Cultivating a network of agribusiness entrepreneurs

With KES 500 (about $4.80 USD), two acres of his family’s land, and a passion for agriculture, Peter Nyoike started Muthoni Agrobiz, a horticultural business in Murang’a County. Peter was happy to be making a living growing food, but a friend who knew his passion for agriculture believed he could do more.

Peter’s friend told him about DOT Kenya. Participating in DOT programs opened Peter’s eyes to new possibilities for his business. As he conducted market research, he discovered that media reports of pesticide poisoning had raised concerns about pesticides and his soon-to-be customers preferred organic produce. He also learned that customers who needed fresh vegetables in bulk, such as hotels, found it difficult to find the produce they needed in the dry season.
Armed with this information, Peter re-imagined his business. He began growing organic produce, and he accessed a local stream and water storage system to ensure he could produce vegetables year-round. Kale, cabbage, onion, carrots, dhania, spinach, tomatoes – soon Peter had a thriving supply of vegetables, fruit and herbs, and eager customers in hotels, markets, and supermarkets in the Thika area.

Peter had not just become a more successful entrepreneur – he was also becoming a social entrepreneur, using his business to create opportunities and transform his community.
Many young people in Peter’s community are unemployed, even as their family land sat idle, a potential opportunity going to waste. While participating in DOT training, Peter came to realize how agribusiness could relieve youth unemployment in Kenya.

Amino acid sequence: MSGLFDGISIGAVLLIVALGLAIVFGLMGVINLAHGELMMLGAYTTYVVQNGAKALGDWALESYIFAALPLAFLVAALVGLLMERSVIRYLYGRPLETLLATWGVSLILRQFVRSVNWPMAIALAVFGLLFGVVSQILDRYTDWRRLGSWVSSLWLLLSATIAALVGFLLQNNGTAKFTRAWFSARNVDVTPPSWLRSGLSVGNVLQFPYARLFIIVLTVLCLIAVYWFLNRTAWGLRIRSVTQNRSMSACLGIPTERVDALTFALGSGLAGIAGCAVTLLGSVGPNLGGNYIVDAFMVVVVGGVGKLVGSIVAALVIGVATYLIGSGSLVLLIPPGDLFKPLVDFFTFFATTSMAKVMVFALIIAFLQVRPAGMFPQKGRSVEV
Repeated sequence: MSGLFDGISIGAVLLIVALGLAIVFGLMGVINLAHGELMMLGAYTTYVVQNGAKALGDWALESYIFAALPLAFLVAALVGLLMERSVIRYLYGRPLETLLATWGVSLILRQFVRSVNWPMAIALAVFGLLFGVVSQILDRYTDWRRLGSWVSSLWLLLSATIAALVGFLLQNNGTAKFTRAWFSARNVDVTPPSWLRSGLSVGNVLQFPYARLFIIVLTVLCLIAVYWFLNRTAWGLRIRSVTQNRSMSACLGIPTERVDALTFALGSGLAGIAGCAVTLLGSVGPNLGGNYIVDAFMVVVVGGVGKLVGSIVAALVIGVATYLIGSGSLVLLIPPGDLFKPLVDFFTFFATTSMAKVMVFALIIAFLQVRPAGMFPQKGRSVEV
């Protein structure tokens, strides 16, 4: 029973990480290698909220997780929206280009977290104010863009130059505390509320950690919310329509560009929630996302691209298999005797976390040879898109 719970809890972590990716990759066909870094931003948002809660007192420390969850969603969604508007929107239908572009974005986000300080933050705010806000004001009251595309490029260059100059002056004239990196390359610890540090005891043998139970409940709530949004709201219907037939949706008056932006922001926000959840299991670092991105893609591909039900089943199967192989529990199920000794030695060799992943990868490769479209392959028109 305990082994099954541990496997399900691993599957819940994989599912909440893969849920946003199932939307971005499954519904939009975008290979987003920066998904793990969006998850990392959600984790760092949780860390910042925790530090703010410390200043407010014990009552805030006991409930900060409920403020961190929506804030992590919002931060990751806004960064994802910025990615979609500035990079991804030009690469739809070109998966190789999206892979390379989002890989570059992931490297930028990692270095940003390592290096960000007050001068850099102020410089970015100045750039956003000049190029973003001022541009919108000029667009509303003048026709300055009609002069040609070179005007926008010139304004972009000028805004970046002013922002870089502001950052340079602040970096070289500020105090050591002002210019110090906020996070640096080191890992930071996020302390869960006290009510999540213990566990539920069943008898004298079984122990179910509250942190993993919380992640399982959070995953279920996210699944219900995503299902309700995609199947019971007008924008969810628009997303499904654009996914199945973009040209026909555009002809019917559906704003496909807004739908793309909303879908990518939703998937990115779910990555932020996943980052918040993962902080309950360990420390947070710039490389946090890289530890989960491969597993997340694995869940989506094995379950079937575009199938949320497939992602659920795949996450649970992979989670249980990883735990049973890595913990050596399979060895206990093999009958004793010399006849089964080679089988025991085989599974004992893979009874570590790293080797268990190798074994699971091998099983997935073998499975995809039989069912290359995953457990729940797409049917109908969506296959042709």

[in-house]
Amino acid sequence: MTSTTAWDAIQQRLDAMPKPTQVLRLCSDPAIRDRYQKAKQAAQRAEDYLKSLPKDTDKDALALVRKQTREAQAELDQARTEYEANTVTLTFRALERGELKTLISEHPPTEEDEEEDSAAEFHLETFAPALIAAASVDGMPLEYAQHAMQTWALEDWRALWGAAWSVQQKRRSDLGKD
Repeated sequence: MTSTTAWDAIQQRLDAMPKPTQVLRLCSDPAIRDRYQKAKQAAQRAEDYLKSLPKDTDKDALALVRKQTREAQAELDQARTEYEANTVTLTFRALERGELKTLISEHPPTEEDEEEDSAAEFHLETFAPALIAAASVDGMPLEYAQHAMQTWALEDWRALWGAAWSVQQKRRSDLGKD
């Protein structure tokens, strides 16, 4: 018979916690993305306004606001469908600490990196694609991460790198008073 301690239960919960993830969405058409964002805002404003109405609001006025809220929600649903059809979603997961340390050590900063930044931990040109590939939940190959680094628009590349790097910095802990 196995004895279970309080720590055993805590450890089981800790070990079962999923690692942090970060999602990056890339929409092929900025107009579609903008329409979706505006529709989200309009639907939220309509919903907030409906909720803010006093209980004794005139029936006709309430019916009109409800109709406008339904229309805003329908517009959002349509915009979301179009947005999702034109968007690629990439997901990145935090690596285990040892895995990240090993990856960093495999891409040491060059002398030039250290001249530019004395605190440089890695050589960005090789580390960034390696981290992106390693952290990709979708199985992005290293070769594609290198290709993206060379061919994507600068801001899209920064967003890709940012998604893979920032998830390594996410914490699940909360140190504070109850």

With DOT’s support, Peter created a youth-focused mentorship model to equip young people to establish their own organic farms. He established a demo farm, where he has trained 10 young people on farming and agribusiness. He provides the training for free, and offers those who complete it the opportunity to purchase seedlings to establish their farms.

As their seedlings grow and yield a harvest, this network of young farmers can join together to improve their bargaining power as they sell to large customers, increasing the group’s overall income. In this way, Peter’s mentorship model not only enables other young people to become farmers, but also allows them to reach a larger market and earn more money.

Even for a social enterprise as rooted in the physical world as Peter’s, the digital skills he developed in DOT’s programs have been important to his success. Peter and the young people he has mentored rely on digital technology to conduct market research and market their produce. Peter also relies on social media to promote his demo farm and reach out to young people interested in learning about organic farming.

With the tools, knowledge and networks he developed at DOT, Peter has not only been able to establish an innovative social enterprise–he has also been able to strengthen his business. He has doubled his land size, and hired seven people from his local community to work on his farm, including five women.

As his profits have grown, so have his goals. He plans to set up an irrigation system to help him grow more produce more efficiently, and intends to keep expanding his supply network, reaching more and more hotels and supermarkets in Kenya.

He’s not going to stop there, though–Peter dreams of exploring other markets outside the country, and has a goal of eventually selling his produce internationally.

Peter created a youth-focused mentorship model to equip young people to establish their own organic farms.

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Samuel Mathenge


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